Conversation: Their throat is an open tomb; With their tongues they have practised deceit (Psalm 5:9); The poison of asps is under their lips (Psalm 140:3); Whose mouth is full of cursing and bitterness (Psalm 10:7). Jesus said in Matthew 12:34, “out of the abundance of the heart the mouth speaks”. What you think about and care about in your heart will be made evident in how you speak. James 3:1-12 describes the dangerous impact the tongue can have; that with the same mouth we praise the Lord, and also curse others and lie. The sinfulness of our nature impacts our speech, making it imperfect and unholy.

Conduct: Their feet are swift to shed blood; Destruction and misery are in their ways; And the way of peace they have not known (Isaiah 59:7-8); There is no fear of God before their eyes (Psalm 36:1). It follows logically that who you are and what you say leads to how you act. A life lived in rejection of God will result in no true peace, joy or fulfillment – and this is a universal struggle that all people are aware of. No matter what you own, achieve, or possess, if God’s glory is not the end goal of everything you do, you will never know peace (Isaiah 59:7-8). In this passage Paul addresses the root problem of humankind’s sinful conduct: There is no fear of God before their eyes.

The Motive

There is no crime without a motive, and the root motive behind sin is a lack of a fear or understanding of God. It is written in Psalm 36 that the wicked do no have the fear of God before their eyes, and then in contrast in Proverbs 16:6, that by the fear of the Lord men will depart from evil. So we have the problem (no fear of God), and a solution (the fear of God leads to righteousness). Fearing God refers not only to a fear of judgement; but to a reverential respect toward Him, a sense of awe at just how vast and how great and how holy He is. True fear of God does not inspire panic, a desire to flee or a sense of dread; it causes us to be so amazed by all of who He is, that we can’t help but respond with worship and love. What drives your life is determined by your attitude toward God: do you reject Him, flee from Him? Or do you desire to worship, love and delight in Him?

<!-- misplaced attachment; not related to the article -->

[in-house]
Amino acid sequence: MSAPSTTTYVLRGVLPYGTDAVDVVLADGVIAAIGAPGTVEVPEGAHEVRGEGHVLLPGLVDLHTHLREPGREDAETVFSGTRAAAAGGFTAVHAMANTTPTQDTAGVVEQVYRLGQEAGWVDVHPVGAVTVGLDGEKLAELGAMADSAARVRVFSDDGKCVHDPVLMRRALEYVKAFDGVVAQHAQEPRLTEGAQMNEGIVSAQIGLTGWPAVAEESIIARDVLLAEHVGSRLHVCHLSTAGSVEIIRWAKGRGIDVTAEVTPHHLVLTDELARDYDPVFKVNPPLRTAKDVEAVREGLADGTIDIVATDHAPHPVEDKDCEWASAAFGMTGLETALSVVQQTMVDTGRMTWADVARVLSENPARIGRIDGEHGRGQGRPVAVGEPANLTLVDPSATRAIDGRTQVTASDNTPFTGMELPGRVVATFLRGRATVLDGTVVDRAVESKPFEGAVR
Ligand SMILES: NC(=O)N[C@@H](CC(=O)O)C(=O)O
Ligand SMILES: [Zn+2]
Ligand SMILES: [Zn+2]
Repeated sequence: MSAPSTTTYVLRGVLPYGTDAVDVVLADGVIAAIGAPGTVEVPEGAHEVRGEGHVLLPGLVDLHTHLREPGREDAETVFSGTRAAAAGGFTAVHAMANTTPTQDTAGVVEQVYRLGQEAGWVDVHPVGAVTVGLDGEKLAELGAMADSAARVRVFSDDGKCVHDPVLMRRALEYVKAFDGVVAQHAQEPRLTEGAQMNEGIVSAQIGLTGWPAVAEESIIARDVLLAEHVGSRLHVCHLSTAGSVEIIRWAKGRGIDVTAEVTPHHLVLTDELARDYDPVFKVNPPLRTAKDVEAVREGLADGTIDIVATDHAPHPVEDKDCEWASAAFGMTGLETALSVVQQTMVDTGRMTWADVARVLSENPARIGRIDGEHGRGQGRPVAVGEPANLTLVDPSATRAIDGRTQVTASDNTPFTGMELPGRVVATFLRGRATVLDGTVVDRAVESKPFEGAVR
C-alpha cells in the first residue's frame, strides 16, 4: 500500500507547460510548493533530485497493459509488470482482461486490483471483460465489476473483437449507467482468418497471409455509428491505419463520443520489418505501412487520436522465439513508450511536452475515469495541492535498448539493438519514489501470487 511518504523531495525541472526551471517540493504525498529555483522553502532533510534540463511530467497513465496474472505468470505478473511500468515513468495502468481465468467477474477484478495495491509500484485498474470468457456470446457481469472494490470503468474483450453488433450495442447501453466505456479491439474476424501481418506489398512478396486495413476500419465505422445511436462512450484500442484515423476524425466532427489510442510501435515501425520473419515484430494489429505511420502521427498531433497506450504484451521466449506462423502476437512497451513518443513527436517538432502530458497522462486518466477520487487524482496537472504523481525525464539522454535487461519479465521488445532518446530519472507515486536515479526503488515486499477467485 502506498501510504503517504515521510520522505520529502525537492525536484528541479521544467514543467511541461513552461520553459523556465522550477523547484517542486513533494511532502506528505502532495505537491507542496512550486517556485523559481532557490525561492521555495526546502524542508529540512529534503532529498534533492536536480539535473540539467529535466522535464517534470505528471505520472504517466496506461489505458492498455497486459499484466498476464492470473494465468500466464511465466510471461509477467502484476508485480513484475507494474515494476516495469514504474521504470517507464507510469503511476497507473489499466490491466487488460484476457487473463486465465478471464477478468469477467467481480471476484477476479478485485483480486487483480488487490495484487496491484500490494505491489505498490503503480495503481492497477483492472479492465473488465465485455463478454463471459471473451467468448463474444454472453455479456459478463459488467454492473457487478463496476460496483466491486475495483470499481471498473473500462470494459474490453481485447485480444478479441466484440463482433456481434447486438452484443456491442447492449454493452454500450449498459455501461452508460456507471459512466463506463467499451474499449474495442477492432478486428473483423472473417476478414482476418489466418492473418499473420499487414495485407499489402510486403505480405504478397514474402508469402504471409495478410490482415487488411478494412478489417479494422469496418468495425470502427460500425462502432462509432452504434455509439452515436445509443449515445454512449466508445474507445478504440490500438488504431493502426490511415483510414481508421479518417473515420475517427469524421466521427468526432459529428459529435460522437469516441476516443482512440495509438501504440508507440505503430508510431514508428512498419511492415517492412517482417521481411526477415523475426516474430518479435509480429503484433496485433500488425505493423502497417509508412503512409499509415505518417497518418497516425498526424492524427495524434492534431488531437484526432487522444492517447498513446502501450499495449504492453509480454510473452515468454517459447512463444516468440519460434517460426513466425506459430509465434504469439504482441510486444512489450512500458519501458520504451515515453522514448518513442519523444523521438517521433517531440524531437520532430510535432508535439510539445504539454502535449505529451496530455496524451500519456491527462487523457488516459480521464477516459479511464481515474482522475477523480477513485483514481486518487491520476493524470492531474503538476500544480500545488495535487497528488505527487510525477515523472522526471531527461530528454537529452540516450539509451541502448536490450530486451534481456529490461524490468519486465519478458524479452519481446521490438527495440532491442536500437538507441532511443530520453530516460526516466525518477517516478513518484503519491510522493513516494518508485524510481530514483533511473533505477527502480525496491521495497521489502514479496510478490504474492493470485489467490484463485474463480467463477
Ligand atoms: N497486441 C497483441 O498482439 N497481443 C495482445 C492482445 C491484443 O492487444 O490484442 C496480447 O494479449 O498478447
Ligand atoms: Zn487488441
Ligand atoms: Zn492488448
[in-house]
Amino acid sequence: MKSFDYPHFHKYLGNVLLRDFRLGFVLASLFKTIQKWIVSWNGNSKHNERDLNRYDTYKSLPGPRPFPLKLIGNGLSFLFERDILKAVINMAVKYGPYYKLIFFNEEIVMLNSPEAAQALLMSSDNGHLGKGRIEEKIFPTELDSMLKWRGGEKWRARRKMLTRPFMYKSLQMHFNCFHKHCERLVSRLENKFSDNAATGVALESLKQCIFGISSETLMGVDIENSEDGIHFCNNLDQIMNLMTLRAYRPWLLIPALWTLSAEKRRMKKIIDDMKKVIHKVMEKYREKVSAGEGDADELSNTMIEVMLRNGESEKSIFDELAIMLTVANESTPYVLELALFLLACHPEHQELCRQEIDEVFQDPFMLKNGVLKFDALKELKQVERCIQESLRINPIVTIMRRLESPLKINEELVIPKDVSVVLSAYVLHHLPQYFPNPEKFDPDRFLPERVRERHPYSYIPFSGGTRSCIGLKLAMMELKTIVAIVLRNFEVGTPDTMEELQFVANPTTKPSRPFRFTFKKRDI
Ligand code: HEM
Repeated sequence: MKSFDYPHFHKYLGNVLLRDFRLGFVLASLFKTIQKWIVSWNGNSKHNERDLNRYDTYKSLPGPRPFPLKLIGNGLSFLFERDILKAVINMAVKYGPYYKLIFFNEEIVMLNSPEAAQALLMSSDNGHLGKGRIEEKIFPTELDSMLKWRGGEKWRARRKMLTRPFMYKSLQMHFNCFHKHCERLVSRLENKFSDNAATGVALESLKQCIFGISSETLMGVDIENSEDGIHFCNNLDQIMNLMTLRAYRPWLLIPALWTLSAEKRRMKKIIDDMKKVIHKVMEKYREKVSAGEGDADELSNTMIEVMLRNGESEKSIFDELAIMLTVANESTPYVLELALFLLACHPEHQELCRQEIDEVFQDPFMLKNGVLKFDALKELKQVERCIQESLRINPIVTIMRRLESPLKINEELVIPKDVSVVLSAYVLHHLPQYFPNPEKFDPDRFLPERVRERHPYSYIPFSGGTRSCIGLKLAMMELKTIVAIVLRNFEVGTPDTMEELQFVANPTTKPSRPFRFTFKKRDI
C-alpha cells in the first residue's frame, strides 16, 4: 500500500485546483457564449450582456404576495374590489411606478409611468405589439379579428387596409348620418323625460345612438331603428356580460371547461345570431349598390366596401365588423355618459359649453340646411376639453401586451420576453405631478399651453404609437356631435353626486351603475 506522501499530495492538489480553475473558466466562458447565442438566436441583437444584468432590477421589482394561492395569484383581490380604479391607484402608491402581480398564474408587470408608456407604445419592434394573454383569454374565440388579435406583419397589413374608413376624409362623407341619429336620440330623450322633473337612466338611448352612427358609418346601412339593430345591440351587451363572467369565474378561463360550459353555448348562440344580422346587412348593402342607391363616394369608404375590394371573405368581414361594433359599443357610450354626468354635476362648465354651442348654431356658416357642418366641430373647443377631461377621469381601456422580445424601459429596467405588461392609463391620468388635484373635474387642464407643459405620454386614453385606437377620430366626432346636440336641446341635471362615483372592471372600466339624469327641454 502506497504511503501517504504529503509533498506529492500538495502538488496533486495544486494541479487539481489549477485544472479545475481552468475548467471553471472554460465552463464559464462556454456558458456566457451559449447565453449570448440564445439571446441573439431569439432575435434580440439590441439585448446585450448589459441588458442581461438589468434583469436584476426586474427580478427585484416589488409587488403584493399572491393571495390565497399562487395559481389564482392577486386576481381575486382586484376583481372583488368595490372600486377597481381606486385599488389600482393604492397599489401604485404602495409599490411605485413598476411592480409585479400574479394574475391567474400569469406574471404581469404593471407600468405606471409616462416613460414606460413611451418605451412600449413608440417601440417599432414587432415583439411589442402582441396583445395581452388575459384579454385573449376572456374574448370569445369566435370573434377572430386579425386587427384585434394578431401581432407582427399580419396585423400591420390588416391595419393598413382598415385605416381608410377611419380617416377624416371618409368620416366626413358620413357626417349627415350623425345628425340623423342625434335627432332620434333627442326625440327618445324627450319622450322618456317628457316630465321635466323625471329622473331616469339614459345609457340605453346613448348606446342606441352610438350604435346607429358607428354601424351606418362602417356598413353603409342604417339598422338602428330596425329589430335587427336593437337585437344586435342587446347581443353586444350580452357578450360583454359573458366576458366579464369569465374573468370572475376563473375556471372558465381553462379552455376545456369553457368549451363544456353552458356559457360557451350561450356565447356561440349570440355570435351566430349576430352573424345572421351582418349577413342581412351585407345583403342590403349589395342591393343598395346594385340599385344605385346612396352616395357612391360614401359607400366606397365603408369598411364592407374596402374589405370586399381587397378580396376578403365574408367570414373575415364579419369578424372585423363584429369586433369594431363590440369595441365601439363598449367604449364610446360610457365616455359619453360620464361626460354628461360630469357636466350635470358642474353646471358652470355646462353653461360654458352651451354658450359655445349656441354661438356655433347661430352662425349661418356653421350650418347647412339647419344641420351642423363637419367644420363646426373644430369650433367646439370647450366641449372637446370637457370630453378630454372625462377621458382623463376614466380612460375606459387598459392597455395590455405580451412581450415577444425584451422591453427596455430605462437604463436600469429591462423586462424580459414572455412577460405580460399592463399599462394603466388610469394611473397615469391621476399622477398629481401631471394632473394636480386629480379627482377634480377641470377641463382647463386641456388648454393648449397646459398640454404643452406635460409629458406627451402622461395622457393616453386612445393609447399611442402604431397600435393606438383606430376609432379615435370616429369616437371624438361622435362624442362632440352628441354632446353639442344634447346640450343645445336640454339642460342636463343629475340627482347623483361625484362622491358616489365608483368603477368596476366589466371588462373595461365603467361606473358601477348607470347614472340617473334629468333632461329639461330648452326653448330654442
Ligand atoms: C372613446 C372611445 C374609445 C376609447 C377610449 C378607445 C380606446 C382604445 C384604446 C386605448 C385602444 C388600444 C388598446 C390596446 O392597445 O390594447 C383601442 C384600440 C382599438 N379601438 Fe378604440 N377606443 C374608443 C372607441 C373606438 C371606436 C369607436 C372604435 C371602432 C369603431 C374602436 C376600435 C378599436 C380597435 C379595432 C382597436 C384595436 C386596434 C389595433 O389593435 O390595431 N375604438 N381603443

The Verdict

We find the ultimate verdict in Romans 3:19, “Now we know that whatever the law says, it says to those who are under the law (everyone), that every mouth may be stopped, and all the world may become guilty before God”. God is the perfect judge, and His perfect law is the standard by which we are measured. But we do not measure up – we are not perfect. We have not lived a life that is completely righteous. Therefore, our mouths are stopped – we have no defense, since the evidence against us (that is, our imperfection measured against God’s perfection ) is substantial enough for the judge to make a summary verdict: guilty. But, have hope – for God’s work as Judge did not end there!

The Gospel

In the light of sin, and how futile and desperate a position it places humankind, does the gospel now seem more or less glorious? So much more! Because even though under the law we deserve death as punishment for sin, God provides sufficient redemption, as seen in verses 21-24: “But now the righteousness of God apart from the law is revealed” – we cannot prove ourselves perfect under the law, so redemption must come apart from the law – “The righteousness of God, through faith in Jesus Christ, to all and on all who believe. For there is no difference; for all have sinned and fall short of the glory (perfection) of God, being justified freely by His grace through the redemption that is in Christ Jesus.”

Sin requires just punishment from God, and the punishment is hell. The value of the punishment must always fit the value of the crime (this is true in our own legal system). Because God is infinitely holy and great, any sin committed is infinitely offensive, resulting in an infinite punishment (hell). And we cannot rescue ourselves from this, because we cannot be perfect or righteous; we need to be able to claim someone else’s perfection, someone else’s righteousness, if we are to be saved from punishment. So when Jesus offered up His life on the cross, He wasn’t just dying for us – He was dying so that God’s justice would be satisfied, His blood being the payment that clears our guilt – so that God as the holy judge would be able to look at Christ’s suffering and death in place of our own! So that in God’s sight, we might have the righteousness of Christ apart from the law, and so be saved from an eternal punishment – freely given by His grace! How amazing!

I’m excited to write the next post, which will be part 2 – the Saviour. Knowing Christ and His work on the cross is the foundation of our salvation, and is a constant joy for me to learn more about! I hope this post was helpful and enlightening to you. God bless!